This is taking a while. Let's jump forward a dozen years. Old Joe Smith had established a church and sent missionaries out to preach. The church grew, but Mormons proved to be obnoxious neighbors. If you've ever been to Utah you understand. When they're all gathered in big groups, they get kind of insular and self-righteous and end up really bugging anyone who lives anywhere near them.

This happened in New York, Ohio, Missouri and finally Illinois. I should add here that the governor of Missouri acutally passed a law making it legal to kill a Mormon if he was bothering you. With great subtlety and wit, he entitled it the "Extermination Order" and it stayed on the books until 1976. Really.

Anyway, the church ended up in Navuoo, Ill. along the banks of the Mississipi. The town was huge -- it began to rival Chicago in size -- and had its own militia, of which Joe was general. General Joe, the people called him. Not really. He was always Brother Joseph.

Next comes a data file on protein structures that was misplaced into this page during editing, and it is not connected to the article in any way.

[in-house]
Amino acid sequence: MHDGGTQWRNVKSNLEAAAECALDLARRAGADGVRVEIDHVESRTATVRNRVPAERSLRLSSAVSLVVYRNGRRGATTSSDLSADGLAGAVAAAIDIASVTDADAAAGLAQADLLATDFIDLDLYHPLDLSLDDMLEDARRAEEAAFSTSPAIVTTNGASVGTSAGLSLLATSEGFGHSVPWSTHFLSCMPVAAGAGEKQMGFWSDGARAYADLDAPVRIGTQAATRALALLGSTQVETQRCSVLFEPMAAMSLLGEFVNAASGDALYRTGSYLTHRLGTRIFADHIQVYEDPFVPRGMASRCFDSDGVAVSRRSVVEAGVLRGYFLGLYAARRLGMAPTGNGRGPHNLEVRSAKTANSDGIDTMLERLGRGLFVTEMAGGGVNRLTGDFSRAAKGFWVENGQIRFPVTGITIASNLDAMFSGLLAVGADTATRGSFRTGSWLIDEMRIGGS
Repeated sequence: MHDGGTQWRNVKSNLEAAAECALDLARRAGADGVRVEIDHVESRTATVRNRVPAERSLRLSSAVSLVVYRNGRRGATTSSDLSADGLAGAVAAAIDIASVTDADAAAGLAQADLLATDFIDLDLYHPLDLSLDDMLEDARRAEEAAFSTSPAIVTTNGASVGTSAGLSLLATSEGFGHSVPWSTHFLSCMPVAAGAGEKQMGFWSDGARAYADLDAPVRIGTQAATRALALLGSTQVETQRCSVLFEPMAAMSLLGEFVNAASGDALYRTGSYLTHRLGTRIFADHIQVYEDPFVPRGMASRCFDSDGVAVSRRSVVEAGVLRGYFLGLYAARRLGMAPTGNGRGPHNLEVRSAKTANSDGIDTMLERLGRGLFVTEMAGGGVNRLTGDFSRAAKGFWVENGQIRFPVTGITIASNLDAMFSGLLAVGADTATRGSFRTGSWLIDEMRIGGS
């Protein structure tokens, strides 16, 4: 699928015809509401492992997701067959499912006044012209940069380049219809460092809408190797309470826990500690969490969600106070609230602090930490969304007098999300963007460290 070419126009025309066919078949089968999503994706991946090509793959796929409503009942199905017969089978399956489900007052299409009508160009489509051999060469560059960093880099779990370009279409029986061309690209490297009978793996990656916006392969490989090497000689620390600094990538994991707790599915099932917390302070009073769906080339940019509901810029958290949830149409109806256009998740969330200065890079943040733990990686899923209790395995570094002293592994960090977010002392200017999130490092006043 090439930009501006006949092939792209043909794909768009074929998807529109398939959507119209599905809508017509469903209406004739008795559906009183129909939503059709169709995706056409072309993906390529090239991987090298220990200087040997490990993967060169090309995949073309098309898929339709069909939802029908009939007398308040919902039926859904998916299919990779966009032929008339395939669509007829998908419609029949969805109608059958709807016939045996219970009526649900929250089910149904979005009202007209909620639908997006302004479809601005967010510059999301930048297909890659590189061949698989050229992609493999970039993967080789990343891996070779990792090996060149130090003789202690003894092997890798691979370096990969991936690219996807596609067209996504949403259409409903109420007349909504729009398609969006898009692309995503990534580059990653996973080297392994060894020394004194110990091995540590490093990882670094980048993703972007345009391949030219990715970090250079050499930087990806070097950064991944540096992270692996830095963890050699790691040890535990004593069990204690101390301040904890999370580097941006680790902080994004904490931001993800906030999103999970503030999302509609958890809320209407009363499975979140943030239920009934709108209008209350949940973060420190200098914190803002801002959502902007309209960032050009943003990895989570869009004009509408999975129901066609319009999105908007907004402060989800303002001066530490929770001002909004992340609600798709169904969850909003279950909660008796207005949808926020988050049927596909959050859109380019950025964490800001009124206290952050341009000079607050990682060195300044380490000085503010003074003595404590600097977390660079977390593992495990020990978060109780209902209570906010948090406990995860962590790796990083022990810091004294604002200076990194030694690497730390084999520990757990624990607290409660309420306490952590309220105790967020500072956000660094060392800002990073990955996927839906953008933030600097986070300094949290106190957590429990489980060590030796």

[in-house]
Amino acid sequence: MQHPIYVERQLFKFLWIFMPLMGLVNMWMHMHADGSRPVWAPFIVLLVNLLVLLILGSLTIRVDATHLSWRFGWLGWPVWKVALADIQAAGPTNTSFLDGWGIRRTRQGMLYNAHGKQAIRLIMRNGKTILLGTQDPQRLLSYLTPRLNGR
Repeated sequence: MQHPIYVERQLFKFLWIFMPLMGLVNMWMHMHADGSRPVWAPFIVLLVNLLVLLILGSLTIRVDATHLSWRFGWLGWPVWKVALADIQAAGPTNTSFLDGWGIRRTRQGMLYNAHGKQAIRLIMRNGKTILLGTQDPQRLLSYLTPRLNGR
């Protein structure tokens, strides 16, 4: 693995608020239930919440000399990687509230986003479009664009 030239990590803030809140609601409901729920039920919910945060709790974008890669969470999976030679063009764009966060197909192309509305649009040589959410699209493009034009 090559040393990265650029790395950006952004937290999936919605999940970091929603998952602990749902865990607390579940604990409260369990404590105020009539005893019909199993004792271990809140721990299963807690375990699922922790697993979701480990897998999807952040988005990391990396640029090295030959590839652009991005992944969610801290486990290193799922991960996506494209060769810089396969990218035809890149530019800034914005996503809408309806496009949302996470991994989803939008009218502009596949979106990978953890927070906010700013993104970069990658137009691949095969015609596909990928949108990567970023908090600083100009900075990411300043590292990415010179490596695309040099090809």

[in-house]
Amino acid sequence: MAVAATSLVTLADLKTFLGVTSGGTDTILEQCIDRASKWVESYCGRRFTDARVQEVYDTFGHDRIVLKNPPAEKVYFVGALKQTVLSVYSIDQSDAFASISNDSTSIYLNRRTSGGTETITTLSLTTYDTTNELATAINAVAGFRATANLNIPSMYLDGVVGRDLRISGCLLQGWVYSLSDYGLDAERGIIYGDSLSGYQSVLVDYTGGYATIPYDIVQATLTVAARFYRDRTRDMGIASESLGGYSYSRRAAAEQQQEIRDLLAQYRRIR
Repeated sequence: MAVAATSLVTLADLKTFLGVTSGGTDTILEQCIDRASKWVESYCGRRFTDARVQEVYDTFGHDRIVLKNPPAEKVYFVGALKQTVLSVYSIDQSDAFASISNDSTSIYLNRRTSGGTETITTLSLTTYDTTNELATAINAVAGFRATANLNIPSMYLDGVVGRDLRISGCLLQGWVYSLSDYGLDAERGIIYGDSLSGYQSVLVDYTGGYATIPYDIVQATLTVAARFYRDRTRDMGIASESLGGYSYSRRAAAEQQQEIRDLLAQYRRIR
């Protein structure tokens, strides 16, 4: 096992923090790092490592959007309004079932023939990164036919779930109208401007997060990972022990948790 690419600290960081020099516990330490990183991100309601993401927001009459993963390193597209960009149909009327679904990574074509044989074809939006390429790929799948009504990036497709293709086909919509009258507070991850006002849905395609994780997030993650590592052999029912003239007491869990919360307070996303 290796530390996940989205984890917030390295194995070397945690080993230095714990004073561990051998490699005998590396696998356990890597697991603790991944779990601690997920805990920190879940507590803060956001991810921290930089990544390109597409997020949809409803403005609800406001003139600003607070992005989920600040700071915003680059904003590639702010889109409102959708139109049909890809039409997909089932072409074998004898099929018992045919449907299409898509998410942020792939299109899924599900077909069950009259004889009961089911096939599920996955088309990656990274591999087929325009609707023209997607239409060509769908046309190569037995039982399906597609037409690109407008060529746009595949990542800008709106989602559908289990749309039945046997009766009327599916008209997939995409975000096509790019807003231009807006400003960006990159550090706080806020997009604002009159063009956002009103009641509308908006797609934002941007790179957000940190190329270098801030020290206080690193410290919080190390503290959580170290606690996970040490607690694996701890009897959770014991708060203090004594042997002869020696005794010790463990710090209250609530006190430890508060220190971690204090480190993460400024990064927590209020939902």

As you can imagine, the large group of Mormons and their militia made everyone who lived around them nervous. Tensions flared, Joseph ordered an anti-Mormon newspaper destroyed and was arrested for it. He was given a court date but some of the angrier Illinios folks felt that probably wasn't going to cut it. So someone suggested they charge him with treason and throw him jail. Maybe it would even bust up the church. That seemed like a good idea (at the time) and that's what they did.